My husband brags about how he had perfect attendance in school. And while I know that, in many ways, this is just another sign of his freakishly perfectionist tendencies and strong immune system, it got me to thinking about how we raise our own two sons. When they are sick, what kind of expectations are we putting on our kids, whether directly or indirectly? In our society, we are often told to power through when sick. And this can be seen as some sort of badge of honor – suck it up and keep going even when you are sick. But when we push our kids (or ourselves!) to keep going, what message are we sending them?
First of all, we may be telling them to ignore signs that they need to rest. Our bodies shouldn’t always be pushed, especially when we are young. If my children need to sleep something off, I let them. While they often have a simple cold, some childhood illnesses can turn serious if untreated or not allowed to run their course with proper rest. I want my kids to learn to listen to their bodies, not outside pressures or their desires to not miss out. This also builds in them the confidence to be able to speak up for themselves when they know something is off with their health.
Secondly, we’re telling our kids to go out there in the world and share their germs with others. I’m pretty sure every parent can speak of a time when they wish someone else had kept their kid home instead of infecting the rest of the class with the stomach bug. Look, I get it. I’m a working mom, too, and there are times when I just want to give my kids some Tylenol and send them off to school. Maybe there were even a few times when I did just that. But being respectful of others and keeping your children home helps keep others well. And aren’t we teaching a bit of the golden rule here, too?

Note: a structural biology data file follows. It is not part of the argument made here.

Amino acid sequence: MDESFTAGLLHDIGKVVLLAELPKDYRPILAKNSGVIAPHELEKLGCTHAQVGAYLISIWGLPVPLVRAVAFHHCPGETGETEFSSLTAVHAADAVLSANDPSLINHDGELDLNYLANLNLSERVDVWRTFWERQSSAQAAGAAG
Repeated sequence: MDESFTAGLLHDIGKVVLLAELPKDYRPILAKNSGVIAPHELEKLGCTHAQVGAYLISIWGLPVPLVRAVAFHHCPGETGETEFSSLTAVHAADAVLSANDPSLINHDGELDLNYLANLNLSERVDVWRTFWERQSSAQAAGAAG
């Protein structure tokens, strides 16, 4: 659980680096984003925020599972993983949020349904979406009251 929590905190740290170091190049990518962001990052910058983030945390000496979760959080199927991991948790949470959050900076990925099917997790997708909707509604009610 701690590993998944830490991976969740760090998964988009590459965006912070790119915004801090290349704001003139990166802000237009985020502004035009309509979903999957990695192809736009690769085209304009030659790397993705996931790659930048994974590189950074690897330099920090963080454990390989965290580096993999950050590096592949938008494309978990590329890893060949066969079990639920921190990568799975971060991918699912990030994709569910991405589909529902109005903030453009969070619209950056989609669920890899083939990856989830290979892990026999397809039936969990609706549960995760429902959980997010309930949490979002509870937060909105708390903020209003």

I certainly want to teach my kids to be resilient. I want them to have the motivation and determination to show up and get through things, even when it may be tough. But this is, obviously, within reason. I don’t want to raise my children to feel that they need to pretend they feel good, for fear of disappointing me. On the flip side, I don’t want them to have an expectation that they can just play hooky when they don’t feel like showing up. My older son just started testing me with the ‘I don’t feel good’ (enter fake cough) game. At just three, he’s got that one figured out!
We live in a world that is all go, go, go. They will get enough of that as they get older. We will get to a time when they will have to go to an important exam with Kleenex in hand, hoping to do their best despite a nasty head cold. We will all face situations where we have to make our best judgment call about how sick we actually are. I don’t want my kids to have to worry about that for a while, though. As the parent, I get to make that call. I only hope that I make the right one and strike the right balance of teaching them to persevere while also letting them know it’s ok to listen to their bodies and stay home to rest now and then. And if I am lucky enough to be the one home with them, maybe they’ll even let me snuggle them a bit. After all, we all need to take a sick day now and then.
How do you decide when to keep your kids home? At what age do they get a say in this decision?
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